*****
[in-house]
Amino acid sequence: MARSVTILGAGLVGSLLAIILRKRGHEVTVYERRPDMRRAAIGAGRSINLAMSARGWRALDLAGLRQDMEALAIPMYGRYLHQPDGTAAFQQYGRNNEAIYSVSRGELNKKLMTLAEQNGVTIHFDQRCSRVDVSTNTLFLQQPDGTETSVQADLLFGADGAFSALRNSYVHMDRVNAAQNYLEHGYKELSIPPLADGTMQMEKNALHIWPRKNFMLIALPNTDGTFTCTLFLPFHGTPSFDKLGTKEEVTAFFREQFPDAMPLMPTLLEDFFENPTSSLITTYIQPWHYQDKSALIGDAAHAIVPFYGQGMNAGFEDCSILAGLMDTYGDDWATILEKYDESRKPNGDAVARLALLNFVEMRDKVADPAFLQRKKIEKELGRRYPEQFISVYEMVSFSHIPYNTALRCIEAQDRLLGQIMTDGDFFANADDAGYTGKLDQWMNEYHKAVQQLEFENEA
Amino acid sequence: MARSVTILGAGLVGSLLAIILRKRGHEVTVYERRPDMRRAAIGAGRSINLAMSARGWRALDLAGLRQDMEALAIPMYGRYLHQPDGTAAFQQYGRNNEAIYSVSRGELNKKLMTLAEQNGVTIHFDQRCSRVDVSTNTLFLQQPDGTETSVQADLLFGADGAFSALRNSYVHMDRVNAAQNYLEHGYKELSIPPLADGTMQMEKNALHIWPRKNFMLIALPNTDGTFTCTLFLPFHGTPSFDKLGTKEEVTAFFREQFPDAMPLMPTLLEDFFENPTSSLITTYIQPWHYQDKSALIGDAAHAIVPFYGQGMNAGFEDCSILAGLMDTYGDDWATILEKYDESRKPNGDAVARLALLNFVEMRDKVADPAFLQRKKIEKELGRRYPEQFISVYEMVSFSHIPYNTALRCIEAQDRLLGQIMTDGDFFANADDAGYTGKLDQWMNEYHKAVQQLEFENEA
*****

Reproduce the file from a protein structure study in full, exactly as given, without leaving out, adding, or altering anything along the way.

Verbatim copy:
[in-house]
Amino acid sequence: MARSVTILGAGLVGSLLAIILRKRGHEVTVYERRPDMRRAAIGAGRSINLAMSARGWRALDLAGLRQDMEALAIPMYGRYLHQPDGTAAFQQYGRNNEAIYSVSRGELNKKLMTLAEQNGVTIHFDQRCSRVDVSTNTLFLQQPDGTETSVQADLLFGADGAFSALRNSYVHMDRVNAAQNYLEHGYKELSIPPLADGTMQMEKNALHIWPRKNFMLIALPNTDGTFTCTLFLPFHGTPSFDKLGTKEEVTAFFREQFPDAMPLMPTLLEDFFENPTSSLITTYIQPWHYQDKSALIGDAAHAIVPFYGQGMNAGFEDCSILAGLMDTYGDDWATILEKYDESRKPNGDAVARLALLNFVEMRDKVADPAFLQRKKIEKELGRRYPEQFISVYEMVSFSHIPYNTALRCIEAQDRLLGQIMTDGDFFANADDAGYTGKLDQWMNEYHKAVQQLEFENEA
Amino acid sequence: MARSVTILGAGLVGSLLAIILRKRGHEVTVYERRPDMRRAAIGAGRSINLAMSARGWRALDLAGLRQDMEALAIPMYGRYLHQPDGTAAFQQYGRNNEAIYSVSRGELNKKLMTLAEQNGVTIHFDQRCSRVDVSTNTLFLQQPDGTETSVQADLLFGADGAFSALRNSYVHMDRVNAAQNYLEHGYKELSIPPLADGTMQMEKNALHIWPRKNFMLIALPNTDGTFTCTLFLPFHGTPSFDKLGTKEEVTAFFREQFPDAMPLMPTLLEDFFENPTSSLITTYIQPWHYQDKSALIGDAAHAIVPFYGQGMNAGFEDCSILAGLMDTYGDDWATILEKYDESRKPNGDAVARLALLNFVEMRDKVADPAFLQRKKIEKELGRRYPEQFISVYEMVSFSHIPYNTALRCIEAQDRLLGQIMTDGDFFANADDAGYTGKLDQWMNEYHKAVQQLEFENEA